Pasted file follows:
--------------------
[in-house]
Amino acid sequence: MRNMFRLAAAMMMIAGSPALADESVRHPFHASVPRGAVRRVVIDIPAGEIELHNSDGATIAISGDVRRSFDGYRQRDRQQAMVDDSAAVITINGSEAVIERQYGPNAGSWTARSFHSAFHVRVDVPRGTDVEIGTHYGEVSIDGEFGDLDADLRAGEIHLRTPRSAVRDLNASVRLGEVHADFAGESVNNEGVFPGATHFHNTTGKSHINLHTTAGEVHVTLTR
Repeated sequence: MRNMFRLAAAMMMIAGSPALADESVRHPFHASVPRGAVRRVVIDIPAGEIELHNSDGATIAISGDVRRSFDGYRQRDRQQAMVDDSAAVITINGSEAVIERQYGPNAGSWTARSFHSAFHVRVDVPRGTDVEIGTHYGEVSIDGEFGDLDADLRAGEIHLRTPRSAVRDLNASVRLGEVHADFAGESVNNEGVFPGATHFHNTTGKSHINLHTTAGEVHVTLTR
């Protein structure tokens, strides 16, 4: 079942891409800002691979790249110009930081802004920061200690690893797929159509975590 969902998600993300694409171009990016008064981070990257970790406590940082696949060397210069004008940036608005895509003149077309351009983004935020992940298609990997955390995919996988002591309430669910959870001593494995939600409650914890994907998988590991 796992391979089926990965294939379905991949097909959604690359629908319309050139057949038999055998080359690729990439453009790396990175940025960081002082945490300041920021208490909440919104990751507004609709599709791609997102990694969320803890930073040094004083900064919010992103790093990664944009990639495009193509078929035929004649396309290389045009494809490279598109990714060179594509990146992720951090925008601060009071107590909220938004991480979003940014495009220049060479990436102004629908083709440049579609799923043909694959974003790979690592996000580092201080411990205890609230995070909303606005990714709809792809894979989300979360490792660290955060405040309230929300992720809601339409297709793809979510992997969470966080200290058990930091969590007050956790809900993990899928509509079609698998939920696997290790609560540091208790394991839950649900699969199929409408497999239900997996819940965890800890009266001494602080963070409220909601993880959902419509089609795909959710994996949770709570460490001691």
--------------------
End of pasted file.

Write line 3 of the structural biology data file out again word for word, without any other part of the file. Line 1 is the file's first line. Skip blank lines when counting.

Repeated sequence: MRNMFRLAAAMMMIAGSPALADESVRHPFHASVPRGAVRRVVIDIPAGEIELHNSDGATIAISGDVRRSFDGYRQRDRQQAMVDDSAAVITINGSEAVIERQYGPNAGSWTARSFHSAFHVRVDVPRGTDVEIGTHYGEVSIDGEFGDLDADLRAGEIHLRTPRSAVRDLNASVRLGEVHADFAGESVNNEGVFPGATHFHNTTGKSHINLHTTAGEVHVTLTR